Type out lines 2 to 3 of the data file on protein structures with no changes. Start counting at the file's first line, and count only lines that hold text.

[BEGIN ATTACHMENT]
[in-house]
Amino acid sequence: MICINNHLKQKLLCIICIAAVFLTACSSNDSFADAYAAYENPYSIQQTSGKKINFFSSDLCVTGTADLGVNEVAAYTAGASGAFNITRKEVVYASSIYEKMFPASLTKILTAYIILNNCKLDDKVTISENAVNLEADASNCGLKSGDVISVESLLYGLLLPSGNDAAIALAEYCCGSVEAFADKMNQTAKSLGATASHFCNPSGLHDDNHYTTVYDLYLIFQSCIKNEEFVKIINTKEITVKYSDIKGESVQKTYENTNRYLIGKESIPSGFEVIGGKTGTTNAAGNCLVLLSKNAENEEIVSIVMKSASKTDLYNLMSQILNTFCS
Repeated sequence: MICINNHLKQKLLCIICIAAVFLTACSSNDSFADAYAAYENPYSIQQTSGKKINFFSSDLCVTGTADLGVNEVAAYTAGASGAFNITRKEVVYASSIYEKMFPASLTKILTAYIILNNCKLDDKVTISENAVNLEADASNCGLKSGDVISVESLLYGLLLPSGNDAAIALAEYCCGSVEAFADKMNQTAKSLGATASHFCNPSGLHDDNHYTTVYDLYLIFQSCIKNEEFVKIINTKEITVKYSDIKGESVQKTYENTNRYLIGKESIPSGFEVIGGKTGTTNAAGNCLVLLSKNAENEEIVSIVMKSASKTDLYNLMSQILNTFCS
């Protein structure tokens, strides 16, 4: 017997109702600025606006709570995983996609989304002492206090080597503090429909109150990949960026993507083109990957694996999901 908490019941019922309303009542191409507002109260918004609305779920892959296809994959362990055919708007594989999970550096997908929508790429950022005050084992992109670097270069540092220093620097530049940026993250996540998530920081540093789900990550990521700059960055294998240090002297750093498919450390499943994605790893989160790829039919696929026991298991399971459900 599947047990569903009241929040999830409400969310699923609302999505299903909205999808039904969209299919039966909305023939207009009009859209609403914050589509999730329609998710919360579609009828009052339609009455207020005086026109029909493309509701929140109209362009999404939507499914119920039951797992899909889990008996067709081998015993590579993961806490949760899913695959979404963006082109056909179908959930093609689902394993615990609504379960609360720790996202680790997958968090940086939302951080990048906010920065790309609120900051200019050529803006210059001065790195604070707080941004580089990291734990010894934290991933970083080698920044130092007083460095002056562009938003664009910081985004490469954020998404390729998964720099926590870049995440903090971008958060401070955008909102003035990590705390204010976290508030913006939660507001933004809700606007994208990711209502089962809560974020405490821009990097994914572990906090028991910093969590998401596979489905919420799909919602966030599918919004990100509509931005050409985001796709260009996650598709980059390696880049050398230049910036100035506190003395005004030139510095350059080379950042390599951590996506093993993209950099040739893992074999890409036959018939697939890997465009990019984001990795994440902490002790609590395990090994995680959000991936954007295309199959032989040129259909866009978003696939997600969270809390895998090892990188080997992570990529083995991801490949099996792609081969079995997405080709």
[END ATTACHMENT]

Amino acid sequence: MICINNHLKQKLLCIICIAAVFLTACSSNDSFADAYAAYENPYSIQQTSGKKINFFSSDLCVTGTADLGVNEVAAYTAGASGAFNITRKEVVYASSIYEKMFPASLTKILTAYIILNNCKLDDKVTISENAVNLEADASNCGLKSGDVISVESLLYGLLLPSGNDAAIALAEYCCGSVEAFADKMNQTAKSLGATASHFCNPSGLHDDNHYTTVYDLYLIFQSCIKNEEFVKIINTKEITVKYSDIKGESVQKTYENTNRYLIGKESIPSGFEVIGGKTGTTNAAGNCLVLLSKNAENEEIVSIVMKSASKTDLYNLMSQILNTFCS
Repeated sequence: MICINNHLKQKLLCIICIAAVFLTACSSNDSFADAYAAYENPYSIQQTSGKKINFFSSDLCVTGTADLGVNEVAAYTAGASGAFNITRKEVVYASSIYEKMFPASLTKILTAYIILNNCKLDDKVTISENAVNLEADASNCGLKSGDVISVESLLYGLLLPSGNDAAIALAEYCCGSVEAFADKMNQTAKSLGATASHFCNPSGLHDDNHYTTVYDLYLIFQSCIKNEEFVKIINTKEITVKYSDIKGESVQKTYENTNRYLIGKESIPSGFEVIGGKTGTTNAAGNCLVLLSKNAENEEIVSIVMKSASKTDLYNLMSQILNTFCS